The influence of Barthes on Burgin’s work is well documented, not least by Burgin himself. Equally, Burgin’s prominence as an artist and theorist concerned with text and image during the 1970s onwards offers a challenging dialogue with Barthes’ work.
Roland Barthes’ writings continue to resonate with literary and arts scholarship today, yet the fact that Barthes sustained a practice of drawing and painting throughout the 1970s is little known. Only a handful of other public displays have occurred outside of France, but they have never been previously shown in the UK, despite sustained interest in his writings.
Since the 1960s, Victor Burgin has been one of the leading Conceptual artists and theorists from the UK working internationally. Often concerned with architecture, space, the built environment, memory and the means by which memory is physically and technologically constructed, Burgin’s recent digital projection installations can be considered as ‘photographs that move’. These works are not video as such, nor photography, but deliberate, painstaking digital constructions using current technologies.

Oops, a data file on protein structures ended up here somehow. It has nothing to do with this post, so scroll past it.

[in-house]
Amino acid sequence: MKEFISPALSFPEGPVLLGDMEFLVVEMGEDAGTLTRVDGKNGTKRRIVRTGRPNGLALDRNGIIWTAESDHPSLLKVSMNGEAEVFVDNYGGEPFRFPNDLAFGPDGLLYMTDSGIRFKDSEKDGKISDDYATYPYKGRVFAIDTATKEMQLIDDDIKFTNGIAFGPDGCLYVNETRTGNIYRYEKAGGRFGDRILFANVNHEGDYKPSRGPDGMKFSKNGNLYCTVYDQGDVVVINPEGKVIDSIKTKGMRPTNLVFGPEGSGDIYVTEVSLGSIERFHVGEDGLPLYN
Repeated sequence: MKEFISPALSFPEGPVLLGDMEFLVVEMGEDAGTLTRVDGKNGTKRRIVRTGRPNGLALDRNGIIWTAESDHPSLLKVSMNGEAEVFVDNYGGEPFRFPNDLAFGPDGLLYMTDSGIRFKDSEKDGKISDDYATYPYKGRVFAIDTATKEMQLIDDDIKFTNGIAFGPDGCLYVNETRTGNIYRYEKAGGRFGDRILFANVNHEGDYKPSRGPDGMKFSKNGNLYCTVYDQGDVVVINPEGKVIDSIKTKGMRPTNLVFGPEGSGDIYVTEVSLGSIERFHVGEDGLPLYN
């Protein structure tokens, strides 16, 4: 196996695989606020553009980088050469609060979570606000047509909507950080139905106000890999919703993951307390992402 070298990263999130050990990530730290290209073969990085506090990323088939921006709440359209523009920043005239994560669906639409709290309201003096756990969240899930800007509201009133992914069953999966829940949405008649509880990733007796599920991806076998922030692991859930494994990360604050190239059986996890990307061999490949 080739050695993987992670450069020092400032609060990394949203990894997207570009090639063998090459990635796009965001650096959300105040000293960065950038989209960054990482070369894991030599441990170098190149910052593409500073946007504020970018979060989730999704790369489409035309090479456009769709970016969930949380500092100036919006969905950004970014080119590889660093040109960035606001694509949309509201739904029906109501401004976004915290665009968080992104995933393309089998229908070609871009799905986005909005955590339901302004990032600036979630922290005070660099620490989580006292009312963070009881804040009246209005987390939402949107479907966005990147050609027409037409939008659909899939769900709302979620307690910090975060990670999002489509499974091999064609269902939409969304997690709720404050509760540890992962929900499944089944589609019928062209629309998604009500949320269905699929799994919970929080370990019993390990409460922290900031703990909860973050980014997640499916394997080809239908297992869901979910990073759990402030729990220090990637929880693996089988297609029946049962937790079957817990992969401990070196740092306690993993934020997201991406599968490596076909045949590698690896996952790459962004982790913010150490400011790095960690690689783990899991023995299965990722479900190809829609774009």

This will be the final exhibition in the current space, marking the culmination of 35 years of exhibition making in its original location, before making the move to our new premises in Southampton’s city centre Arts Complex in October 2016.
Barthes/Burgin is a John Hansard Gallery exhibition, devised and curated in partnership with Professor Ryan Bishop and Dr Sunil Manghani, Winchester School of Art. With financial support from The Henry Moore Foundation.